By Kevin Johnson
Research conducted by the Election Reformers Network shows that the democratic rules in the United States are a source of political dysfunction and partisanship.
Political scientists measure partisanship via a NOMINATE score, which ranks elected representatives based on their roll call votes (with +1 being extremely conservative, and -1 extremely liberal). Whether a given district’s representative has an extreme or moderate score is primarily determined by political factors such as the demographics of the district.
At the Election Reformers Network, we believe the mechanics of the elections in our country also play a role, in particular the mechanics of primary elections and whether primaries are won with a majority, or with a small plurality in a crowded field. This theory directly relates to the election reform we’ve prioritized known as committed to first, Ranked Choice Voting, which is well designed to identify the majority-supported candidate in a crowded election.
To test our idea, analysts at Election Reformers Network we compared members of the 115th U.S. House of Representatives on the basis of their NOMINATE scores, taking into consideration the primary election results when the members first won seats in Congress (before the power of incumbency weighs in). The table below shows initial support for our hypothesis that low plurality primary winners tend to be more ideologically Right or Left in Congress.
To address the possibility that this analysis could be skewed by more partisan districts inherently generating more crowded primaries, we used Cook Partisan Voter Index data to control for district. We calculated an “expected nominate score” for each Congressional district and then measured members on the difference between the actual and expected scores. This approach shows an even clearer pattern: members who entered Congress with a low plurality primary victory were significantly more partisan relative to their districts than those who won majority support.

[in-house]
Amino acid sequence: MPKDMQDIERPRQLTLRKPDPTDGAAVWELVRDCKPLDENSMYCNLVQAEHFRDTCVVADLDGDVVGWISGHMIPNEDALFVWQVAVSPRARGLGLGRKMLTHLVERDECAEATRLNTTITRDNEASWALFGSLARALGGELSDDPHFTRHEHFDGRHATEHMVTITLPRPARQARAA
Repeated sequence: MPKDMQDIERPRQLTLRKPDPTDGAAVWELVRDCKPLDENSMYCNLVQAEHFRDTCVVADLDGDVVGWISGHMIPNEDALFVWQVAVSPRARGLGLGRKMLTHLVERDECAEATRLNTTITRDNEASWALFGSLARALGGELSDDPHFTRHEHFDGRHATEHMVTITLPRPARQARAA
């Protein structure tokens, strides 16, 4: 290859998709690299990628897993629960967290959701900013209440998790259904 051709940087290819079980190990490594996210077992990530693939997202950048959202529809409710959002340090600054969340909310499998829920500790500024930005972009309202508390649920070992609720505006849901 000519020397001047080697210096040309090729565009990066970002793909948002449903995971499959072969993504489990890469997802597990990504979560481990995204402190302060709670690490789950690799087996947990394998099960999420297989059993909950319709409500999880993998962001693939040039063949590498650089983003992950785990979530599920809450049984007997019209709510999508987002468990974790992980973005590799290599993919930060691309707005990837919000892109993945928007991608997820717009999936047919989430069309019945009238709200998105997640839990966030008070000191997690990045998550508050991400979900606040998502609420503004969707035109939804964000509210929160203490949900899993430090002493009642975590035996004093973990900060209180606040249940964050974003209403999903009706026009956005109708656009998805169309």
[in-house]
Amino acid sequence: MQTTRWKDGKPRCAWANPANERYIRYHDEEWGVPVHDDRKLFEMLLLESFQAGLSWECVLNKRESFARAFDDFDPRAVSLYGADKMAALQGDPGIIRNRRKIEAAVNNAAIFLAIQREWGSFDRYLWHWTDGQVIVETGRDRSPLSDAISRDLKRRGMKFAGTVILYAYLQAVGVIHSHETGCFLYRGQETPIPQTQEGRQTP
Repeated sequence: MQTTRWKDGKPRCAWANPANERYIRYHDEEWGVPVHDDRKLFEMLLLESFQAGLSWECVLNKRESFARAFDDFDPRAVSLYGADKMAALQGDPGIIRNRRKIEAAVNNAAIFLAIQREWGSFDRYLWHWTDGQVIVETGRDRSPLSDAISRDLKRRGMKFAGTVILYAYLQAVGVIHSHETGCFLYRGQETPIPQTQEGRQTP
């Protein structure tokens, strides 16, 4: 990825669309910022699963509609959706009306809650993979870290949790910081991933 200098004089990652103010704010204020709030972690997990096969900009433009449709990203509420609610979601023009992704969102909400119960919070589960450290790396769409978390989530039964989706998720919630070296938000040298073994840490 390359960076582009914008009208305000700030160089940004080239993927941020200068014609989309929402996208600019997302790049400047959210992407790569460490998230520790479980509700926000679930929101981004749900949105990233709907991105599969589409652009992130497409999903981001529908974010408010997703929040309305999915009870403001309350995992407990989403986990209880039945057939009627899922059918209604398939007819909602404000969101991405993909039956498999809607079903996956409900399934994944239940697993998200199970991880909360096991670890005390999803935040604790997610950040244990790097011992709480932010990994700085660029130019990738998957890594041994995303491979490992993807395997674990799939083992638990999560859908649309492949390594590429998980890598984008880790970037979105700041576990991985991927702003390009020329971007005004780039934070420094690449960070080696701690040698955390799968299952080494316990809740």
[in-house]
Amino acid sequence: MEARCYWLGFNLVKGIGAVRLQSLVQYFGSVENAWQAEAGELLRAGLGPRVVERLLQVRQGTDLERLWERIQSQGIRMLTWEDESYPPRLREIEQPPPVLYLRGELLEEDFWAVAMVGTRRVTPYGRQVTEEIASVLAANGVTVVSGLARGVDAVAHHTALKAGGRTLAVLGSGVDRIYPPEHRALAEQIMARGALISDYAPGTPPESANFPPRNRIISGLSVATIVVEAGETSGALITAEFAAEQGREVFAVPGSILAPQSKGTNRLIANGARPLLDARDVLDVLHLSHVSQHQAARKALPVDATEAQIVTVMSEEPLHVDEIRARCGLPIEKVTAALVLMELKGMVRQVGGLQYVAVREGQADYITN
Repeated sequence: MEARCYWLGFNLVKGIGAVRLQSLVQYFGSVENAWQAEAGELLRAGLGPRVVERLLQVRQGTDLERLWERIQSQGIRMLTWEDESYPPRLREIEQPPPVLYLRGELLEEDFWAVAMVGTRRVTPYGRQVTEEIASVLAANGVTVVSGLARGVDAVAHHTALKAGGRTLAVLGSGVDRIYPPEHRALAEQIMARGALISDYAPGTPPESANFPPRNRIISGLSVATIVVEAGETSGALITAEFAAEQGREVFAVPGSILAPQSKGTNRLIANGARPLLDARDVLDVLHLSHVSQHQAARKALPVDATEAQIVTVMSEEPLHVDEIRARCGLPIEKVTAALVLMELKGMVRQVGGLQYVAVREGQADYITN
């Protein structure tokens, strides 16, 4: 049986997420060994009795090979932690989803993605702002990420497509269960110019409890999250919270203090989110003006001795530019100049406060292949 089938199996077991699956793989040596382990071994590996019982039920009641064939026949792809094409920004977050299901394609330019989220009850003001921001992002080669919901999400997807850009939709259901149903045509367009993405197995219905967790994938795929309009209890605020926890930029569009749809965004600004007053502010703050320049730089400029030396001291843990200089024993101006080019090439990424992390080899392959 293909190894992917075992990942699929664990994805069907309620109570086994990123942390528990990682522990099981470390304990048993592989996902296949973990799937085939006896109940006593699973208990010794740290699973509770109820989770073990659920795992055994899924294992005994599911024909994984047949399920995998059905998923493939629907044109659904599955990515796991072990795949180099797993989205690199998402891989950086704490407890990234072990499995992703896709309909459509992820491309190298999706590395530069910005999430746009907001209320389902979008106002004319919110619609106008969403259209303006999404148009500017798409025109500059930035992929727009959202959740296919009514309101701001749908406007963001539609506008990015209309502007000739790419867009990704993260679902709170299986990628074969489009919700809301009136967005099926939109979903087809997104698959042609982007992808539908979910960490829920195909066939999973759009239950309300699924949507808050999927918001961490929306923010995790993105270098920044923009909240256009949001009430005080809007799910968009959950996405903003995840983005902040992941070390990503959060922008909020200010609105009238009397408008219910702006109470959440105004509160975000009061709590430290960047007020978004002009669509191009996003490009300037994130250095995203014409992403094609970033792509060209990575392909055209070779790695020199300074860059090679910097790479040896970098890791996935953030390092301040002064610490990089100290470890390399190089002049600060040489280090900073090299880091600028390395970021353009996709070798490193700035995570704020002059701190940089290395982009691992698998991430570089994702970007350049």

The issue of polarization is significant in scale and growing in intensity. We were surprised to find in this research that less than half the members of the 115th House (213 out of 435) won their first primary with a majority. 80 representatives had 35% support in the primary or less (a figure that does not include California and Washington, because of their “top-two” open primary systems).
As grassroots political organizations strengthen, parties are losing control of the candidate nomination process. As a result, primaries become more crowded, particularly for open seats, and more plurality winners enter Congress. It isn’t automatic that every low plurality winner will be a more ideologically extreme legislator, but on average more low plurality winners are likely to make Congress more extreme, to the Left and the Right, than the overall population.
In 2018 when this research was first published, at least 146 U.S. House primaries had five or more candidates, more than double the total for any recent election (see chart below). 212 primaries will have four or more candidates.
The solution to this problem is ranked choice voting, which allows voters to support multiple candidates in order of preference and nearly always results in a winning candidate who has support of the majority. In the past, ranked choice voting has been something of a “nice to have” for more liberal cities, like Cambridge Massachusetts. In an atmosphere of increasing political extremism, and in the context of much more crowded elections, ranked choice voting is now a “need to have.”
This article originally appeared on Election Reformers Network, but has been updated and published with permission at Rank the Vote.
Kevin Johnson is the founder and executive director of Election Reformers Network. Kevin has 20 years’ experience in election reform programming, including three years with ERN, ten years as a Board Member of Common Cause Massachusetts, and seven years working on overseas democracy promotion with the National Democratic Institute. Kevin is on the Advisory Boards of Fairvote, Issue One and Voter Choice Massachusetts.
The views and opinions expressed in this article are those of the authors and do not necessarily reflect the official policy or position of Rank the Vote, its members, supporters, funders, or affiliates.